Jones’s early attempts to combine his interest in Freud’s ideas with his clinical work with children resulted in adverse effects on his career. In 1906 he was arrested and charged with two counts of indecent assault on two adolescent girls whom he had interviewed in his capacity as an inspector of schools for “mentally defective” children. At the court hearing Jones maintained his innocence, claiming the girls were fantasising about any inappropriate actions by him. The magistrate concluded that no jury would believe the testimony of such children and Jones was acquitted. In 1908, employed as a pathologist at a London hospital, Jones accepted a colleague’s challenge to demonstrate the repressed sexual memory underlying the hysterical paralysis of a young girl’s arm. Jones duly obliged but, before conducting the interview, he omitted to inform the girl’s consultant or arrange for a chaperone. Subsequently, he faced complaints from the girl’s parents over the nature of the interview and he was forced to resign his hospital post.
Whilst attending a congress of neurologists in Amsterdam in 1907, Jones met Carl Jung, from whom he received a first-hand account of the work of Freud and his circle in Vienna. Confirmed in his judgement of the importance of Freud’s work, Jones joined Jung in Zurich to plan the inaugural Psychoanalytical Congress. This was held in 1908 in Salzburg, where Jones met Freud for the first time. Jones travelled to Vienna for further discussions with Freud and introductions to the members of the Vienna Psychoanalytic Society. Thus began a personal and professional relationship which, to the acknowledged benefit of both, would survive the many dissensions and rivalries which marked the first decades of the psychoanalytic movement, and would last until Freud’s death in 1939.
With his career prospects in Britain in serious difficulty, Jones sought refuge in Canada in 1908. He took up teaching duties in the Department of Psychiatry of the University of Toronto (from 1911, as Associate Professor of Psychiatry). In addition to building a private psychoanalytic practice, he worked as pathologist to the Toronto Asylum and Director of its psychiatric outpatient clinic. Following further meetings with Freud in 1909 at Clark University in Worcester, Massachusetts, where Freud gave a series of lectures on psychoanalysis, and in the Netherlands the following year, Jones set about forging strong working relationships with the nascent American psychoanalytic movement. He gave some 20 papers or addresses to American professional societies at venues ranging from Boston, to Washington and Chicago. In 1910 he co-founded the American Psychopathological Association and the following year the American Psychoanalytic Association, serving as its first Secretary until 1913.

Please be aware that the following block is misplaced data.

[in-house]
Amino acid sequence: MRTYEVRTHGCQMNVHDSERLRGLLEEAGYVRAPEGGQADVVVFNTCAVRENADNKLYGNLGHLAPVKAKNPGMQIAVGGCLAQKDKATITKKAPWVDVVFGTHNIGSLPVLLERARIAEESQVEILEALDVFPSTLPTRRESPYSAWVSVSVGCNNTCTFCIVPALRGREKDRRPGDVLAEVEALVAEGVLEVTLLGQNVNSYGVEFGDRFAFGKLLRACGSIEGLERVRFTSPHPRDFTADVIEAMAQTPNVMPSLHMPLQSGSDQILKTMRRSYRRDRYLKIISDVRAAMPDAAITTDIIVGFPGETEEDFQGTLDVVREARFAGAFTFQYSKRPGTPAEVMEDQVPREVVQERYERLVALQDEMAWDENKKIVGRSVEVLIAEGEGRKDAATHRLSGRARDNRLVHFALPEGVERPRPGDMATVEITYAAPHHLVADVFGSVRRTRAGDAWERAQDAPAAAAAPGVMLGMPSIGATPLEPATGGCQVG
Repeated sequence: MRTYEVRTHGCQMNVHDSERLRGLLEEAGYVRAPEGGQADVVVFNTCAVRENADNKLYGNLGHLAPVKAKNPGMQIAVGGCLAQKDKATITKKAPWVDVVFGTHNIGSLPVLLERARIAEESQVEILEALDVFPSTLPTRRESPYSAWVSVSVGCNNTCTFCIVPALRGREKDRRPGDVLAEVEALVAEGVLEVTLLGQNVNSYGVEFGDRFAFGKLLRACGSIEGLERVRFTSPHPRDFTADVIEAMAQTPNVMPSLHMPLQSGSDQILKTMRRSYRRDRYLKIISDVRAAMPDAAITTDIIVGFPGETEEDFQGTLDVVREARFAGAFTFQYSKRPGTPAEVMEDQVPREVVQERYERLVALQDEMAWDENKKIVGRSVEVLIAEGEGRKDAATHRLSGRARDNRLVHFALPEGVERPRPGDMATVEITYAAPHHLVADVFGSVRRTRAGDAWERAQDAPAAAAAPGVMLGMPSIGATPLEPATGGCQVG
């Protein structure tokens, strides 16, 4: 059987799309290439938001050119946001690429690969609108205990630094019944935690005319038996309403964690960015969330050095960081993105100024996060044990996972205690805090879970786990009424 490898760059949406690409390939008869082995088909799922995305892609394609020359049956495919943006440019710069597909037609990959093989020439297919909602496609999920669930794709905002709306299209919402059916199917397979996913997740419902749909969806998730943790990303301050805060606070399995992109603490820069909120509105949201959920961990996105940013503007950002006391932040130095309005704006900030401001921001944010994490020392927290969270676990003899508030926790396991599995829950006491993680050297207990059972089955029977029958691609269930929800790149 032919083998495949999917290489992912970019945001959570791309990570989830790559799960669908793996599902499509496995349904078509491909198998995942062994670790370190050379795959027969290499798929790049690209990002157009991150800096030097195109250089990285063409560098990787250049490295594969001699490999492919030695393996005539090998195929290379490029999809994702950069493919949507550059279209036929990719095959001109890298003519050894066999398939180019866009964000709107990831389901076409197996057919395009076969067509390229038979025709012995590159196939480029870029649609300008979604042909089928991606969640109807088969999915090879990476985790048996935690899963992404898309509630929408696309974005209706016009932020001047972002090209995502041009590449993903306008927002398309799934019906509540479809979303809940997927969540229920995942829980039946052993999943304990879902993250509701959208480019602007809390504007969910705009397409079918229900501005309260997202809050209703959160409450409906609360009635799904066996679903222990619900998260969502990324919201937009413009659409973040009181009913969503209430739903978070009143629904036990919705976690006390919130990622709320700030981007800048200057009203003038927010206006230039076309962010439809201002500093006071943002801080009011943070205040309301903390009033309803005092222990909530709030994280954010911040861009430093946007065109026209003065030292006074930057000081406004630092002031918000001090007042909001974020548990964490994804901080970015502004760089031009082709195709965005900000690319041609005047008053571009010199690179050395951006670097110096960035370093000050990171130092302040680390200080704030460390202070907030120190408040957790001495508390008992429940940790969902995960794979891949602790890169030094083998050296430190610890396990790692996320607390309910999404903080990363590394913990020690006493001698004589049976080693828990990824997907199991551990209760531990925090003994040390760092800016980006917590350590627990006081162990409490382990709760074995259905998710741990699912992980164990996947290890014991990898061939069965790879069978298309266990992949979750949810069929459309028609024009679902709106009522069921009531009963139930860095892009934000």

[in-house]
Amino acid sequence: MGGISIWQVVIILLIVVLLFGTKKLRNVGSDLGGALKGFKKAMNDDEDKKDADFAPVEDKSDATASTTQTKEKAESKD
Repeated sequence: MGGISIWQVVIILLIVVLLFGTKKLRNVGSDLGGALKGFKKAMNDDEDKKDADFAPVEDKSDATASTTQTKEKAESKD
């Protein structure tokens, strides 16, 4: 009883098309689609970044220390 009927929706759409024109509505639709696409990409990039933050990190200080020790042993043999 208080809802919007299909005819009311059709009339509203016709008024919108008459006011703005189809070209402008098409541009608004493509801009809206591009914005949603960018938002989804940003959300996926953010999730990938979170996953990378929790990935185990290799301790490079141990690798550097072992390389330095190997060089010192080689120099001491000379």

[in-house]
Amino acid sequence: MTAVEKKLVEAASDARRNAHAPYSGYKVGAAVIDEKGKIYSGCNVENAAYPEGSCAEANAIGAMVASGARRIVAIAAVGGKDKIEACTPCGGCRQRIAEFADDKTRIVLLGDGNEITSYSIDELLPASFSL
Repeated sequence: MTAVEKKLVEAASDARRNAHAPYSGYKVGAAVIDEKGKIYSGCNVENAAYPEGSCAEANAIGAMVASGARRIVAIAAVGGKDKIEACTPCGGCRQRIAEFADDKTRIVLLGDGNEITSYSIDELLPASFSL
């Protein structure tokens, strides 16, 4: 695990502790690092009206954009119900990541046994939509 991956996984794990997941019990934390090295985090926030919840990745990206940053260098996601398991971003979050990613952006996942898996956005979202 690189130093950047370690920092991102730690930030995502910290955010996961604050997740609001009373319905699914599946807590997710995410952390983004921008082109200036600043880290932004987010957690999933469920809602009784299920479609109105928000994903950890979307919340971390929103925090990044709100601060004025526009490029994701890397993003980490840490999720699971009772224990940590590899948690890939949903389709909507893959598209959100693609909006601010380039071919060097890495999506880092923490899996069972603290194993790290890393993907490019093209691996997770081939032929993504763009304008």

Jones undertook an intensive programme of writing and research, which produced the first of what were to be many significant contributions to psychoanalytic literature, notably monographs on Hamlet and On the Nightmare. A number of these were published in German in the main psychoanalytic periodicals published in Vienna; these secured his status in Freud’s inner circle during the period of the latter’s increasing estrangement from Jung. In this context in 1912 Jones initiated, with Freud’s agreement, the formation of a Committee of loyalists charged with safeguarding the theoretical and institutional legacy of the psychoanalytic movement. This development also served the more immediate purpose of isolating Jung and, with Jones in strategic control, eventually manoeuvring him out of the Presidency of the International Psychoanalytical Association, a post he had held since its inception. When Jung’s resignation came in 1914, it was only the outbreak of the Great War that prevented Jones from taking his place.
Returning to London in 1913, Jones set up in practice as a psychoanalyst, founded the London Psychoanalytic Society, and continued to write and lecture on psychoanalytic theory. A collection of his papers was published as Papers on Psychoanalysis, the first account of psychoanalytic theory and practice by a practising analyst in the English language.
By 1919, the year he founded the British Psychoanalytical Society, Jones could report proudly to Freud that psychoanalysis in Britain “stands in the forefront of medical, literary and psychological interest” (letter 27 January 1919 (Paskauskas 1993)). As President of the Society – a post he would hold until 1944 – Jones secured funding for and supervised the establishment in London of a Clinic offering subsidised fees, and an Institute of Psychoanalysis, which provided administrative, publishing and training facilities for the growing network of professional psychoanalysts.
Jones went on to serve two periods as President of the International Psychoanalytic Association from 1920 to 1924 and 1932 to 1949, where he had significant influence. In 1920 he founded the International Journal of Psychoanalysis, serving as its editor until 1939. The following year he established the International Psychoanalytic Library, which published some 50 books under his editorship. Jones soon obtained from Freud rights to the English translation of his work. In 1924 the first two volumes of Freud’s Collected Papers was published in translations edited by Jones and supervised by Joan Riviere, his former analysand and, at one stage, ardent suitor. After a period in analysis with Freud, Riviere worked with Jones as the translation editor of the International Journal of Psychoanalysis. She then was part of a working group Jones set up to plan and deliver James Strachey’s translations for the standard edition of Freud’s work. Largely through Jones’ energetic advocacy, the British Medical Association officially recognised psychoanalysis in 1929. The BBC subsequently removed him from a list of speakers declared to be dangerous to public morality. In the 1930s Jones and his colleagues made a series of radio broadcasts on psychoanalysis.